OCR for page 1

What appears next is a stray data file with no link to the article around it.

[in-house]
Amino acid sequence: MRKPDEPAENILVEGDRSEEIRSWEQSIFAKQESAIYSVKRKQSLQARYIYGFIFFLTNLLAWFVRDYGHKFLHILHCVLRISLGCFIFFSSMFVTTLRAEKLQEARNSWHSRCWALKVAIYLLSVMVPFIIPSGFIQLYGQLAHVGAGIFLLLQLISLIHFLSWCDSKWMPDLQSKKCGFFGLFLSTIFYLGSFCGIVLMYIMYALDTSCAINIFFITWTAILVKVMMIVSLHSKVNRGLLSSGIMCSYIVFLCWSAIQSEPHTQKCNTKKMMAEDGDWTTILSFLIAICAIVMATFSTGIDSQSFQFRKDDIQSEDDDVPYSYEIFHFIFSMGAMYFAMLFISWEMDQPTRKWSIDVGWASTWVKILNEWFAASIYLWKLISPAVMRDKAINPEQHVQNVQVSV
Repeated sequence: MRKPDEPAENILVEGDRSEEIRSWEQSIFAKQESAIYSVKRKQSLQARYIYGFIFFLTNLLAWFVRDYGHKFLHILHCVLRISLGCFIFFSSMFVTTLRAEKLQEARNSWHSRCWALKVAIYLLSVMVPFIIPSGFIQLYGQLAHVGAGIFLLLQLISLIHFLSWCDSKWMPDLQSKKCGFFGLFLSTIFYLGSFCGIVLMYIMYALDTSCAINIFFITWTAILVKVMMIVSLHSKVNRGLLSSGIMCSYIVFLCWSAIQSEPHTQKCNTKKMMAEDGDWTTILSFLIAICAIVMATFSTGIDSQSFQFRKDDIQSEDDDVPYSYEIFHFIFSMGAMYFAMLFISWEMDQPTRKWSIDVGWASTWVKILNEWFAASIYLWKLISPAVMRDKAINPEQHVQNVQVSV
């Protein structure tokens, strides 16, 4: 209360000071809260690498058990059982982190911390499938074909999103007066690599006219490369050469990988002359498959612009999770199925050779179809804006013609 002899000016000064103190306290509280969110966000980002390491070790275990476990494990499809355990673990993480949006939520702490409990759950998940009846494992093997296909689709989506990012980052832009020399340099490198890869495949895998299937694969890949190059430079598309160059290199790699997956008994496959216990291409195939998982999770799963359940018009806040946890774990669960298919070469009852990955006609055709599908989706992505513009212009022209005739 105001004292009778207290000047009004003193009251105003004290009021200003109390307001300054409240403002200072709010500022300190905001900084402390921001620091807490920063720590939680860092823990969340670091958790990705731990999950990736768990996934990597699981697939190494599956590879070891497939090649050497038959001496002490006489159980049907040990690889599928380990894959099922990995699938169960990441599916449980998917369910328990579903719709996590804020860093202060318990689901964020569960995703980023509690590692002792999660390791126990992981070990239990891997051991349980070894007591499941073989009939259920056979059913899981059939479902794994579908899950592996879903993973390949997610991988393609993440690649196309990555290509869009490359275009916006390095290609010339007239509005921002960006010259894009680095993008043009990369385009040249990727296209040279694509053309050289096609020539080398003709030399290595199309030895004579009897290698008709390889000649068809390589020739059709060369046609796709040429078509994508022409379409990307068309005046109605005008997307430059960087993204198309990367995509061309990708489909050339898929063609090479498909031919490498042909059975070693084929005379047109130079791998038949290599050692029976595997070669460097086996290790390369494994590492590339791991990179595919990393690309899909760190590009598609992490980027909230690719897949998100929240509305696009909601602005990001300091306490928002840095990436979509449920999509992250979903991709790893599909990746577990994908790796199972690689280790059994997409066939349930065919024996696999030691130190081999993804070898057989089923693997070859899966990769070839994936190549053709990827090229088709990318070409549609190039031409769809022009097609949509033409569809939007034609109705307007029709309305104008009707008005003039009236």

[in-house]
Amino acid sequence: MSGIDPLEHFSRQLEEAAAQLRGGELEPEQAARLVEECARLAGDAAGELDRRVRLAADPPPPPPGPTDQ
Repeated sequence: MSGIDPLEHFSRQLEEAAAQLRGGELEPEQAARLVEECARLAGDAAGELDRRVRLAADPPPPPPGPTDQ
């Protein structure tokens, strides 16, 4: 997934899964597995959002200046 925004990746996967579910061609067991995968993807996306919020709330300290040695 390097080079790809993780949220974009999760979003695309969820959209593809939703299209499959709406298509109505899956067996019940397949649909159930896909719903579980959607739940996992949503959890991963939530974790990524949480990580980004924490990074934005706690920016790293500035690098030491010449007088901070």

FISHING VESSEL SAFETY: Blueprint for a National Program to look at technical, administrative, and human elements as a total system. This is because analyses indicate that human elements directly or indirectly contribute to 70 to 90 percent of all marine accidents (Dyer-Smith and De Bievre, 1988; USCG, 1989a; T. Stallstrom, Det norske Veritas, personal communication, 1990; NRC, 1976). Canadian studies implicate human factors in accidents and urge education and training programs to improve safety (Gray, 1986, 1987a,b,c; Canadian Coast Guard, 1987; Canada, Government of, 1988). Based on its study and national mandates, the Canadian Coast Guard (CCG) developed a new standard for protective worksuits especially for fishermen (S. J. W. Stewart, CCG, personal communication, 1990) and is sponsoring development of a liferaft for small fishing vessels. SAFETY AS A TOTAL CONCEPT Safety problems and solutions are too often considered individually rather than collectively. Even when a broad range of safety options is considered, actual implementation is often fragmented and uncoordinated. The CFIVSA requires that certain survival-oriented measures be implemented before all problems facing the commercial fishing industry are completely examined. Yet, safety problems arise out of a complex variety of interacting factors: vessels—construction, design, outfitting, navigational and operating equipment, gear type, and emergency, safety, and survival equipment; fishermen—professional competency (training and skills) and behavior (risk-taking attitude and responsibility for safety); and external forces—fisheries management, economics, and weather and sea conditions. Individual strategies may target any or all of these risk factors, but a comprehensive program must encompass all of them as a total system. Safety options that appear to be attractive and affordable when viewed alone may offer only partial solutions, draw resources away from other options, or have unintended side effects. For example, responses from the committee's regional assessments and Coast Guard rulemaking indicate strong concern among fishermen that requirements for costly, state-of-the-art equipment such as emergency position-indicating radio beacons (EPIRBs) could result in economic hardship. Implementing these and other expensive alternatives (relative to the investment in boats and gear) could economically force some owners out of business or cause them to postpone needed maintenance (see USCG, 1971). While each alternative needs to be measured in the context of a specific problem, it is also important to understand its contribution and cost. Such an understanding of individual elements is necessary to the creation of a package of safety alternatives that together will form a program with the greatest potential